Jenny Gold covers the health care industry, overhaul and disparities for radio and print. Her stories for
KHN have aired on NPR and been printed in USA Today, the Washington Post, McClatchy and MSNBC.
She was previously a Kroc Fellow at NPR, where she covered health and business, and a broadcast
associate at the CBS Evening News. She is a graduate of Brown University. | Contact: JGold@kff.org | @JennyAGold
A new survey of emergency department administrators shows most believe the new health law will drive more patients to their facilities.
The new health law appears to threaten the future of many health insurance brokers, but they say the service they provide is worth the money.
One in six doctors works for a hospital, and the number is quickly growing. Both sides benefit: hospitals get a steady stream of patients and doctors say they can practice medicine without worrying about the hassles of running a private practice.
From medical device makers to pharmacists to labor unions, a host of organizations want to ensure that accountable care organizations expand their business and influence.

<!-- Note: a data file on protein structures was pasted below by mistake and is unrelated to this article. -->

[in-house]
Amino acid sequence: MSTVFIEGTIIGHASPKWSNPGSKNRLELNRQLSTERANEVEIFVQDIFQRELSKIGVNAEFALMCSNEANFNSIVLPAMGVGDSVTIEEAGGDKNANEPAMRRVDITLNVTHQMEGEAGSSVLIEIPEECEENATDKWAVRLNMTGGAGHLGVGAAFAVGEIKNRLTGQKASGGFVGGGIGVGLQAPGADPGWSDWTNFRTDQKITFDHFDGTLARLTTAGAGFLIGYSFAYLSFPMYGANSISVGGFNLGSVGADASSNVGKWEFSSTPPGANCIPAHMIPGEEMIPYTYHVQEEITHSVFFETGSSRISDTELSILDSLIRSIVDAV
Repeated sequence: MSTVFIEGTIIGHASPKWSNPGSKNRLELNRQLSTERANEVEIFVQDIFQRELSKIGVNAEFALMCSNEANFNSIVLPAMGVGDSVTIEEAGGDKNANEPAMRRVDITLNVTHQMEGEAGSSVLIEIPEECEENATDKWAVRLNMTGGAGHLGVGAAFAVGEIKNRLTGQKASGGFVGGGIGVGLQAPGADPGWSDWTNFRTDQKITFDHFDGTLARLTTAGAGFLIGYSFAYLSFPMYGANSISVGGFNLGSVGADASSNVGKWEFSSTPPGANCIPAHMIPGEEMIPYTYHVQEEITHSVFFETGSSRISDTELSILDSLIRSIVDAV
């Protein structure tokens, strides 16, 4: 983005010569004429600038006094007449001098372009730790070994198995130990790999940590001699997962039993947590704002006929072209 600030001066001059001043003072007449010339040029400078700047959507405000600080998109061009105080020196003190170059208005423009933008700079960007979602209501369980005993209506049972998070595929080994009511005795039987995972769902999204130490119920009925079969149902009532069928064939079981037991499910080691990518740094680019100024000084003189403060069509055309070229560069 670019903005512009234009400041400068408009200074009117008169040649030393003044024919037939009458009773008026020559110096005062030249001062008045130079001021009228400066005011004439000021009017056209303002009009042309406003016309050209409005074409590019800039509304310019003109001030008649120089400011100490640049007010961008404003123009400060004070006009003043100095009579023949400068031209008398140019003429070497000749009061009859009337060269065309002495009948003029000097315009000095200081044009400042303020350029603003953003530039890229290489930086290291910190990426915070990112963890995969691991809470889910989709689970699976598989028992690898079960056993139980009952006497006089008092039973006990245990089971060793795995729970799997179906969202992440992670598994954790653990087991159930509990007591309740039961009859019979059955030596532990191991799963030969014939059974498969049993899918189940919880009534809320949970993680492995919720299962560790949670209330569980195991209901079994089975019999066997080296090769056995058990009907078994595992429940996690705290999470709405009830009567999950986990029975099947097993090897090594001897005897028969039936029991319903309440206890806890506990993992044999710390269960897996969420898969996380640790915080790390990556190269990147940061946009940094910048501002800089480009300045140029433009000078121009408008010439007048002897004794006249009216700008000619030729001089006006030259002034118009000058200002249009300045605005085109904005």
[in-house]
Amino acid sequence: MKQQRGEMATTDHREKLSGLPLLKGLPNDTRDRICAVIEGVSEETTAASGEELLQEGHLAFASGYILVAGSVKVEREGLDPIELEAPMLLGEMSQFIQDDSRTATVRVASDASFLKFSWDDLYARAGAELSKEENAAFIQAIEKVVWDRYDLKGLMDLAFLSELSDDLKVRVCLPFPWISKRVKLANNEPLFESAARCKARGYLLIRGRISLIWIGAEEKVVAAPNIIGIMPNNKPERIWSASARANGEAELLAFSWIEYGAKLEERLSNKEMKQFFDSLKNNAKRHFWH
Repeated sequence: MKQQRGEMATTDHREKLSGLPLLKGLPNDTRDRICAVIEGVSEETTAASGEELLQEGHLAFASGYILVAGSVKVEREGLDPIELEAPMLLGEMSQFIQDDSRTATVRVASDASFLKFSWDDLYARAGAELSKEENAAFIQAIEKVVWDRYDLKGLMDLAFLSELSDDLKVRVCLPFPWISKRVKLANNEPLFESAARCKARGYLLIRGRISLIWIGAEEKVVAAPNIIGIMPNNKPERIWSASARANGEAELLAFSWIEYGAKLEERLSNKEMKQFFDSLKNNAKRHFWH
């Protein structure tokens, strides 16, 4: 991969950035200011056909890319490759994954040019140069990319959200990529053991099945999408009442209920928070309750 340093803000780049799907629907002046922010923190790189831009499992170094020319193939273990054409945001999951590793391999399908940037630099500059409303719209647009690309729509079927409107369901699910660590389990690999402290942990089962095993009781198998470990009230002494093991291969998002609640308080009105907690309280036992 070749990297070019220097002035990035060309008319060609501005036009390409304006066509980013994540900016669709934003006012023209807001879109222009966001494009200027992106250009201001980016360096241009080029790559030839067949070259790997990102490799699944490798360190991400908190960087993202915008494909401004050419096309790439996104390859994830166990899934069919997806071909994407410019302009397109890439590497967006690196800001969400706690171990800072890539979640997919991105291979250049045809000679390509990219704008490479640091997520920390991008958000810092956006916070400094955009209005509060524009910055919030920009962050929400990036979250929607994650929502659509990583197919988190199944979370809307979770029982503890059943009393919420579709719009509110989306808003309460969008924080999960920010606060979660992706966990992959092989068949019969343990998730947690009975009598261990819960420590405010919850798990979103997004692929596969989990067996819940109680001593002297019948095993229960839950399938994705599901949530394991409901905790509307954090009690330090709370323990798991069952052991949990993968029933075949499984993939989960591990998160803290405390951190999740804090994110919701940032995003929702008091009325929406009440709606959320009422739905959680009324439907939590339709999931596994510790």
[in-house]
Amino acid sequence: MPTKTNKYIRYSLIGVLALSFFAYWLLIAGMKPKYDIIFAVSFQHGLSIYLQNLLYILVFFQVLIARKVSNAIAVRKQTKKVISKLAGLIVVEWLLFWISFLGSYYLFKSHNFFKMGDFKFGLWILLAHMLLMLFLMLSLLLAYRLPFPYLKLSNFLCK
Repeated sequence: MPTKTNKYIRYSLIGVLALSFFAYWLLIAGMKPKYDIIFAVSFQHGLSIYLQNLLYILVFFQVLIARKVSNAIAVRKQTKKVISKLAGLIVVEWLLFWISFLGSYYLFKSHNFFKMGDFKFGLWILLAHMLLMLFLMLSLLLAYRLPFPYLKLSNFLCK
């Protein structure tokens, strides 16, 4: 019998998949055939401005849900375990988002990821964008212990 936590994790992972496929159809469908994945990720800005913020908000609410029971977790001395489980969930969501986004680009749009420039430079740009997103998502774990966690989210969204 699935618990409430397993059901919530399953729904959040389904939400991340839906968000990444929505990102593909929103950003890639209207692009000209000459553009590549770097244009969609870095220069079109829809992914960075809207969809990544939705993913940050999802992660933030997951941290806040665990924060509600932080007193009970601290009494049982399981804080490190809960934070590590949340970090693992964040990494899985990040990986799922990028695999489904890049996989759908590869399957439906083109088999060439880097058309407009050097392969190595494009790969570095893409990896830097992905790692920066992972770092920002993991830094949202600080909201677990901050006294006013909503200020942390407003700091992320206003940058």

The Obama administration has touted ACOs as a key way that the new health law will help providers work more closely together to lower health costs and improve patient care. But doctors and hospitals are worried about inadvertently violating antitrust and anti-fraud laws. Insurers fear the new doctor-hospital entities could boost health care prices. Industry and government officials are meeting Tuesday to deal with the concerns.
President Obama and other boosters of health reform staged events this week aimed at shoring up lagging public support for the new law. Peter Hart says he doesn't expect a sea change in public opinion before the election.
Deals in Detroit and Boston may be the leading edge of a trend, hospital analysts say.
Kansas' Mark Parkinson is one of a number of governors who are urging Congress to extend the additional Medicaid funds that are now scheduled to expire in December. The governors say without the extra help, state budgets could be devastated.
When it comes to "social mission," traditionally high-ranked private medical schools are not as successful as public universities and historically black colleges.
Although some critics say marketing drives up costs, many in the hospital industry say it's crucial in the face of increasing competition. One Dallas area hospital is trying a version of "speed dating" to bring in patients and doctors.